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François Catroux: The disappearance of the Master of High Decoration

Internationally renowned decorator, husband of Betty Catroux, François Catroux, passed away on November 8 at the age of 84. Let’s take a look at the career of one of the great French masters of interior design.

French elegance

Curious by nature, lover of anything avant-garde, courteous and discreet to the point of seeming distant, endowed with an innate sense of harmony and proportion, François Catroux was an outstanding decorator, embodying French elegance for more than fifty years. With a style often ahead of his time, that reflected the richness of his aesthetic and his encyclopedic knowledge of beautiful objects, the interior decorator was able to make a Senoufo bird and a cold metal mantel coexist in his Parisian apartment, creating an atmosphere of sober opulence and softness.

Born in 1936 in Algeria, grandson of General Catroux and student in the same school as Yves Saint Laurent, who would later become one of his great friends, François Catroux began a career in journalism in New York. Passionate about decoration since his childhood, he was first commissioned by Elle magazine to photograph interiors. It was during this period that he met the architect Philip Johnson and the decorator Charles Sevigny, both of whom had a significant influence on him and his taste for mixing the old and the contemporary.

Francois Catroux

In 1968, François Catroux was entrusted with the decoration of fashion designer Mila Shön’s showroom in Milan. This project – a futuristic space almost devoid of furniture – as well as the décor he created for his apartment on the Ile Saint-Louis, where he lived with his wife Betty Saint Lage, inspired by their bridal room, covered with diagonal yellow and white striped vinyls, aroused the enthusiasm of the press and launched his career internationally. François Catroux attracted a circle of elite clients, including industrialist Atinor Patiño, art dealer Aimé Maeght, Thierry van Zuylen, and the latter’s sister, Marie-Hélène de Rothschild, who entrusted the interior designer with the decoration of the chalet in the park of her château de Ferrières. In addition, with his wife, Yves Saint Laurent’s androgynous muse, they became one of the most prominent couples in high society.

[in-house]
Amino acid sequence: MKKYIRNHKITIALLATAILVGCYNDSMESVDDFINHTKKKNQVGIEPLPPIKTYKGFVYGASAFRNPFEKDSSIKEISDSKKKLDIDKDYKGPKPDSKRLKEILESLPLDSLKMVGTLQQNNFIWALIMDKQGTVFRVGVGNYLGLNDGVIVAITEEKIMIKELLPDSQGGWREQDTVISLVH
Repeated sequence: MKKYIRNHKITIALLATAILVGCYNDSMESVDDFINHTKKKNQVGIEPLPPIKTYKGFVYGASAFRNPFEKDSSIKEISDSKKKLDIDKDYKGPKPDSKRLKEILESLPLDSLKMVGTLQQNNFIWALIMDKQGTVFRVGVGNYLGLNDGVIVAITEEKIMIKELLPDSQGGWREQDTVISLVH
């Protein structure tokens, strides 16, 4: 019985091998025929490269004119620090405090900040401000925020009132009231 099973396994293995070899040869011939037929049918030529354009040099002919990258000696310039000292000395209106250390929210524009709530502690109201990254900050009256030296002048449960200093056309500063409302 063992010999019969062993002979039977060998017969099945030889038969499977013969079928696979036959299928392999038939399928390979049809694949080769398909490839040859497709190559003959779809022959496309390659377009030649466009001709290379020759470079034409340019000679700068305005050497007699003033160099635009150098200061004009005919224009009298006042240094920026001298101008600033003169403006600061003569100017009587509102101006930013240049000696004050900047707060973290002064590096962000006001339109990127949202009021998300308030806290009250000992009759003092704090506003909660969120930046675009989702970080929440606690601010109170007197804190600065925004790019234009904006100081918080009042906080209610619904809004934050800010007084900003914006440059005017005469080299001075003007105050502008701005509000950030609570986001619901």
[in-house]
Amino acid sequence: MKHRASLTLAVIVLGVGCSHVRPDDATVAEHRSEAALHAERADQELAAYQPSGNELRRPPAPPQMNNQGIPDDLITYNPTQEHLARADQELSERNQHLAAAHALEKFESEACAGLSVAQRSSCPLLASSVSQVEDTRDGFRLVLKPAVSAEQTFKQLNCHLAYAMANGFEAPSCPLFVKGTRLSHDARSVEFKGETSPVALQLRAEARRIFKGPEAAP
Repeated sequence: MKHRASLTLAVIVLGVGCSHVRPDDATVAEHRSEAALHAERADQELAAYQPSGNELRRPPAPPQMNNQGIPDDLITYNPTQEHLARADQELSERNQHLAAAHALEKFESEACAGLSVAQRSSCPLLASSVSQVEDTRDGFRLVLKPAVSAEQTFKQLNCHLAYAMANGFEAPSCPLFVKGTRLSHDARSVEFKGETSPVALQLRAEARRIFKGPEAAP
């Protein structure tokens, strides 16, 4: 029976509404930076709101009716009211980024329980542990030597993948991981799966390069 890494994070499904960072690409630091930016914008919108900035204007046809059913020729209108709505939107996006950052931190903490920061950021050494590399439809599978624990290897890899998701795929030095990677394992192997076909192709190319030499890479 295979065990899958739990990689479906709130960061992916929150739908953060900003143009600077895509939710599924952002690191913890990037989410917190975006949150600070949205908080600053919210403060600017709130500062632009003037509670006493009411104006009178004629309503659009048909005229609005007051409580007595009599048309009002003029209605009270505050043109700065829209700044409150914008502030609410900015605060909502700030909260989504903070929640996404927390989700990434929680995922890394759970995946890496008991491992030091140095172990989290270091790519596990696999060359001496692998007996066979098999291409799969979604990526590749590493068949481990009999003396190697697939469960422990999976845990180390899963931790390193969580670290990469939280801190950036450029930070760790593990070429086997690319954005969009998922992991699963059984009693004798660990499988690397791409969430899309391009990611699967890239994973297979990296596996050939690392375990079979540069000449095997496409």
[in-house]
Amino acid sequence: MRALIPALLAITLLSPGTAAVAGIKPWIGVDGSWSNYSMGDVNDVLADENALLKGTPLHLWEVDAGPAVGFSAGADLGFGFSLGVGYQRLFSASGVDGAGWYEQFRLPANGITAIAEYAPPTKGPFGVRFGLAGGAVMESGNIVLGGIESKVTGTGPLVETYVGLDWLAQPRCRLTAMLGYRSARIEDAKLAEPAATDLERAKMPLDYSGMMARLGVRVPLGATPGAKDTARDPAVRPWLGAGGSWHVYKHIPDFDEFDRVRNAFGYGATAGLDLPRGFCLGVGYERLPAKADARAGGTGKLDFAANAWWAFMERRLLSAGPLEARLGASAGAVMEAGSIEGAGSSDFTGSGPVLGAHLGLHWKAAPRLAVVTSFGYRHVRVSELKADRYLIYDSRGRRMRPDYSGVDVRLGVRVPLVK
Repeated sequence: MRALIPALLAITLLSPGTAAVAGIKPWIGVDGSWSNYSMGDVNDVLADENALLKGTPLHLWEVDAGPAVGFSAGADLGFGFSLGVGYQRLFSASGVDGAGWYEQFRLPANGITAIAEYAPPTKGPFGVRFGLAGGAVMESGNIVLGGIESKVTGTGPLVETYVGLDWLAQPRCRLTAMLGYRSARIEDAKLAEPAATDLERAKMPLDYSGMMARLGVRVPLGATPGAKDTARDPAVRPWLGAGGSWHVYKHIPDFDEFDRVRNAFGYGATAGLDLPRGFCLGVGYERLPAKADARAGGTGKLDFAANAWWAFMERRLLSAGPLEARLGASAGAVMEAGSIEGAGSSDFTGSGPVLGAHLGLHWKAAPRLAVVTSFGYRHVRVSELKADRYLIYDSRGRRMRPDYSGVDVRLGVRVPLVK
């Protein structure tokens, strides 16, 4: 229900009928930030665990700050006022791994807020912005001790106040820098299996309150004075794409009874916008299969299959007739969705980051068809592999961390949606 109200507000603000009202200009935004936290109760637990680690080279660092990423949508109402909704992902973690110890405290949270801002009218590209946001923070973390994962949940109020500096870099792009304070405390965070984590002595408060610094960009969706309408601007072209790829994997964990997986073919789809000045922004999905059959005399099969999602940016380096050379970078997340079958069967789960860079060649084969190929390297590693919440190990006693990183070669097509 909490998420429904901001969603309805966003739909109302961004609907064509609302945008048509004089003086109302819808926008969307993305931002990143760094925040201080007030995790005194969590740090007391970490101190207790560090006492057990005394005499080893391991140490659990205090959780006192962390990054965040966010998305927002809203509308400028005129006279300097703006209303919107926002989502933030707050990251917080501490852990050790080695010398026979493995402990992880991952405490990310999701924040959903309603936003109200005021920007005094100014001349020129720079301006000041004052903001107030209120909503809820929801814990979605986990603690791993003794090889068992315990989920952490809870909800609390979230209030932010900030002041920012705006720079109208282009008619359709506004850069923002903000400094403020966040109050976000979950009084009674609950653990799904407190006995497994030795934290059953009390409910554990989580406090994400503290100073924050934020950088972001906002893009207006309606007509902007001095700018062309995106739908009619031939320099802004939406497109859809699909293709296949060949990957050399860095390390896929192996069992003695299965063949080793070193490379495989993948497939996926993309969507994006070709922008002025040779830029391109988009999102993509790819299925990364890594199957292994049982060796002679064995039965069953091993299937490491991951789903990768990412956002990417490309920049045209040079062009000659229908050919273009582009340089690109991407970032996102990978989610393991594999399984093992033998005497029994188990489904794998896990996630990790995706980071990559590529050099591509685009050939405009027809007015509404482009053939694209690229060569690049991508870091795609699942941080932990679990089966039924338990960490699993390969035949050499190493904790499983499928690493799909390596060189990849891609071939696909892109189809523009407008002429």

Francois Catroux

In the early days of his career, François Catroux’s style was marked by soft tones, neutral colors and an inclination for minimal futurism. The year 1975 marked a turning point, when he decorated two apartments of the brand-new Olympic Tower skyscraper in New York, inserting exceptional antique objects into these modern and minimalist spaces to create an atmosphere of timeless elegance. In the 1980s, he began to integrate bright colors and rich prints before returning to his natural inclination for the avant-garde in the 2000s. François Catroux enjoyed mixing eras, integrating 18th century neoclassicism with modernity and bringing comfort, luxury and refinement to the spaces he designed through his personal aesthetic. Adored by the greatest, he remained active until the end and worked notably for Barry Diller and Diane von Fürstenberg, Marie-Chantal of Greece, the Santo Domingo family, and Roman Abramovitch. In 2016, his main works were presented in a monograph published by Rizzoli, with texts by David Netto. Each illustration of his work emanates a natural glamour and chic through which this prince of high decoration has defined a new form of elegance.

Francois Catroux

François Catroux at Rizzoli Editions

Released October 25, 2016

Texts by David Netto, preface by Diane von Fürstenberg

240 pages

Available with Click & Collect from any good bookseller